ST. PETERSBURG — When it comes to the Rays' first first-round pick, right-hander Taylor Guerrieri, few debate his power arm and potential.
In that sense, the fact that the Spring Valley High (S.C.) senior — who was ranked the 10th best overall player in the draft by Baseball America — fell to Tampa Bay at No. 24 overall drew plenty of excitement.
"The talent is really good," Rays scouting director R.J. Harrison said. "I mean, really good."
But what has raised some questions is why, exactly, Guerrieri dropped in the draft, and there have been some rumored issues with maturity and makeup. And the fact that he has been silent since Monday's selection, not speaking to the media like other first-rounders do, further fueled speculation.
Guerrieri told his hometown paper, The State (Columbia, S.C.), that his advisers instructed him not to conduct interviews. He did speak to a Rays area scout Monday night, and Harrison plans to meet with Guerrieri and his family next week to emphasize the importance of getting a deal done.
Harrison isn't concerned about Guerrieri, saying the rumored off-the-field issues were based on a lot of "misinformation" and "blown out of proportion."
"In our business or any business, especially now that there's more media involved … if a kid has some sort of hiccup, rumors start, things start spreading around," Harrison said. "Sometimes (teams) just choose to back away from it. But this guy has got really good ability. … Look, it's life. Sometimes (stuff) happens. We weren't run off by it. …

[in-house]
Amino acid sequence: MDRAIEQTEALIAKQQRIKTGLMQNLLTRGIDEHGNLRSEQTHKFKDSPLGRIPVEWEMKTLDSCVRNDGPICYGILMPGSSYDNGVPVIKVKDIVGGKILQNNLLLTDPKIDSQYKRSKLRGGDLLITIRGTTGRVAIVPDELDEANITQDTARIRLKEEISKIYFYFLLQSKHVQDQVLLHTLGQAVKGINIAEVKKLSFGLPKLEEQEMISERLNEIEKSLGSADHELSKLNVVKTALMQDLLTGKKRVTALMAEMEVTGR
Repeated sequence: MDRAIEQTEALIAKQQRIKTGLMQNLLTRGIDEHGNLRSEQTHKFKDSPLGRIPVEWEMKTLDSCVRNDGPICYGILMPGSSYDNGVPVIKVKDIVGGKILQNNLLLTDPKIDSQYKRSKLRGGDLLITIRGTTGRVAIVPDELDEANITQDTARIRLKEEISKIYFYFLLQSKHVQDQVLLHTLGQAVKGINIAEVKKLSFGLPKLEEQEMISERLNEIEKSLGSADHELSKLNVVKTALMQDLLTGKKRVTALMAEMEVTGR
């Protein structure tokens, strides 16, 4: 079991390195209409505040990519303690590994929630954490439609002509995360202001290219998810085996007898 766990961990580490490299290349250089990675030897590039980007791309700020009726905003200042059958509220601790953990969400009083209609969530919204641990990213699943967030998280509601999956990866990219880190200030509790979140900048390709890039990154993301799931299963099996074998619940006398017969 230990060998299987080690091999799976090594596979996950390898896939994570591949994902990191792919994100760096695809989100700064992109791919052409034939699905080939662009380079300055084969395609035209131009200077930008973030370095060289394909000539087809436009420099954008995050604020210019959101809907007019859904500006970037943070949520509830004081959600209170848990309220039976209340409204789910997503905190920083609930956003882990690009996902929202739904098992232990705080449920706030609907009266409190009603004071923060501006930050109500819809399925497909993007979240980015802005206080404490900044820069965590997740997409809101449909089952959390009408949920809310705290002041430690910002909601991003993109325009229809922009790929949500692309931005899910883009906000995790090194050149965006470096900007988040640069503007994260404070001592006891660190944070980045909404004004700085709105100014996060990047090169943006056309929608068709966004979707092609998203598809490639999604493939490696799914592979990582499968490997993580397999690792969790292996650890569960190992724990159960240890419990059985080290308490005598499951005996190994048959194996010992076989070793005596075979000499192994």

"And I think because of the fact the kid switched schools his senior year and stuff like that, people start to make more out of it than what it is."
Guerrieri did change schools in late October of his senior year, going from North Augusta to Spring Valley as his family moved to Columbia. Though details are fuzzy, North Augusta assistant coach Vic Radcliff said Guerrieri transferred partly to be close to the University of South Carolina, where he was committed. Guerrieri also was familiar with an assistant coach at Spring Valley, Collin Liggett. The Aiken County School District confirmed it was a legit transfer, and Radcliff said there were "no hard feelings."
Radcliff did indicate that there was some growing up Guerrieri needed to do, though he declined to get into specifics.
"Kids get into things, and Taylor is no different," Radcliff said. "What is glaring above all is he's passionate about baseball, and playing major-league baseball is something he has always talked about, a dream of his. I think he's got a good supporting cast with his parents, they stay on him.
"I just think that with professional sports, there are temptations out there … especially for a young kid who hasn't been exposed to that kind of thing before. I talked to a couple of scouts, everyone is on the same page. They just need to keep a good watch on him and make sure they help him make good decisions."
Joe Smith can be reached at email@example.com.